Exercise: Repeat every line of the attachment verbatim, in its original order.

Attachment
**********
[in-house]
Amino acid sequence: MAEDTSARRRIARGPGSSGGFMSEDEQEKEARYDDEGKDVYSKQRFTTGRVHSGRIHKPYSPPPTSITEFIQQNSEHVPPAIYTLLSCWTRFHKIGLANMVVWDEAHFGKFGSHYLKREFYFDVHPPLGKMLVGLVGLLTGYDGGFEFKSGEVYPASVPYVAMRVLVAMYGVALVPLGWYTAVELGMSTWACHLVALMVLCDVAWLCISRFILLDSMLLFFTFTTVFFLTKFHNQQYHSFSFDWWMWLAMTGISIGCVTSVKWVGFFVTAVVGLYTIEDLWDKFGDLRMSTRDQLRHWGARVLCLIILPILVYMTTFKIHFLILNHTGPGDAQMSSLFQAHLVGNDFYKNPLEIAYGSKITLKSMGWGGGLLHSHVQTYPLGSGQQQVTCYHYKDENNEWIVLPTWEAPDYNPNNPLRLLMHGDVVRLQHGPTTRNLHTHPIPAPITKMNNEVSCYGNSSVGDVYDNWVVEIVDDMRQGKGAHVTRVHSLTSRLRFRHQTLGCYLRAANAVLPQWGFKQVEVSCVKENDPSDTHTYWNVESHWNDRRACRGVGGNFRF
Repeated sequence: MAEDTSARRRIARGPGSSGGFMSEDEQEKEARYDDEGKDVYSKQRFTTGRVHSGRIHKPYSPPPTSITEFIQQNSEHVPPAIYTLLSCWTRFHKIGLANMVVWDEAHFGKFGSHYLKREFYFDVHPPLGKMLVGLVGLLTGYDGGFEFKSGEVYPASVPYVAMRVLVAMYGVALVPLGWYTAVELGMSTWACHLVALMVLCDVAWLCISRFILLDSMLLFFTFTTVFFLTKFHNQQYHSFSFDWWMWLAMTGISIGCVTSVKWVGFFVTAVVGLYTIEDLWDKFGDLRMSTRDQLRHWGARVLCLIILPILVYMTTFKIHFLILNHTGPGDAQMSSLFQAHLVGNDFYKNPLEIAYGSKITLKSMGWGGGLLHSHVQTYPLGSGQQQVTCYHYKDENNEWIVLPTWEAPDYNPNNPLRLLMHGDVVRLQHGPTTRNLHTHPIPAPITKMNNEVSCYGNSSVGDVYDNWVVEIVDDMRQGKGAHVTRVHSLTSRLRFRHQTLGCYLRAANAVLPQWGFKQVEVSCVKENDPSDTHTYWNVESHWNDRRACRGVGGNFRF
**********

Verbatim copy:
[in-house]
Amino acid sequence: MAEDTSARRRIARGPGSSGGFMSEDEQEKEARYDDEGKDVYSKQRFTTGRVHSGRIHKPYSPPPTSITEFIQQNSEHVPPAIYTLLSCWTRFHKIGLANMVVWDEAHFGKFGSHYLKREFYFDVHPPLGKMLVGLVGLLTGYDGGFEFKSGEVYPASVPYVAMRVLVAMYGVALVPLGWYTAVELGMSTWACHLVALMVLCDVAWLCISRFILLDSMLLFFTFTTVFFLTKFHNQQYHSFSFDWWMWLAMTGISIGCVTSVKWVGFFVTAVVGLYTIEDLWDKFGDLRMSTRDQLRHWGARVLCLIILPILVYMTTFKIHFLILNHTGPGDAQMSSLFQAHLVGNDFYKNPLEIAYGSKITLKSMGWGGGLLHSHVQTYPLGSGQQQVTCYHYKDENNEWIVLPTWEAPDYNPNNPLRLLMHGDVVRLQHGPTTRNLHTHPIPAPITKMNNEVSCYGNSSVGDVYDNWVVEIVDDMRQGKGAHVTRVHSLTSRLRFRHQTLGCYLRAANAVLPQWGFKQVEVSCVKENDPSDTHTYWNVESHWNDRRACRGVGGNFRF
Repeated sequence: MAEDTSARRRIARGPGSSGGFMSEDEQEKEARYDDEGKDVYSKQRFTTGRVHSGRIHKPYSPPPTSITEFIQQNSEHVPPAIYTLLSCWTRFHKIGLANMVVWDEAHFGKFGSHYLKREFYFDVHPPLGKMLVGLVGLLTGYDGGFEFKSGEVYPASVPYVAMRVLVAMYGVALVPLGWYTAVELGMSTWACHLVALMVLCDVAWLCISRFILLDSMLLFFTFTTVFFLTKFHNQQYHSFSFDWWMWLAMTGISIGCVTSVKWVGFFVTAVVGLYTIEDLWDKFGDLRMSTRDQLRHWGARVLCLIILPILVYMTTFKIHFLILNHTGPGDAQMSSLFQAHLVGNDFYKNPLEIAYGSKITLKSMGWGGGLLHSHVQTYPLGSGQQQVTCYHYKDENNEWIVLPTWEAPDYNPNNPLRLLMHGDVVRLQHGPTTRNLHTHPIPAPITKMNNEVSCYGNSSVGDVYDNWVVEIVDDMRQGKGAHVTRVHSLTSRLRFRHQTLGCYLRAANAVLPQWGFKQVEVSCVKENDPSDTHTYWNVESHWNDRRACRGVGGNFRF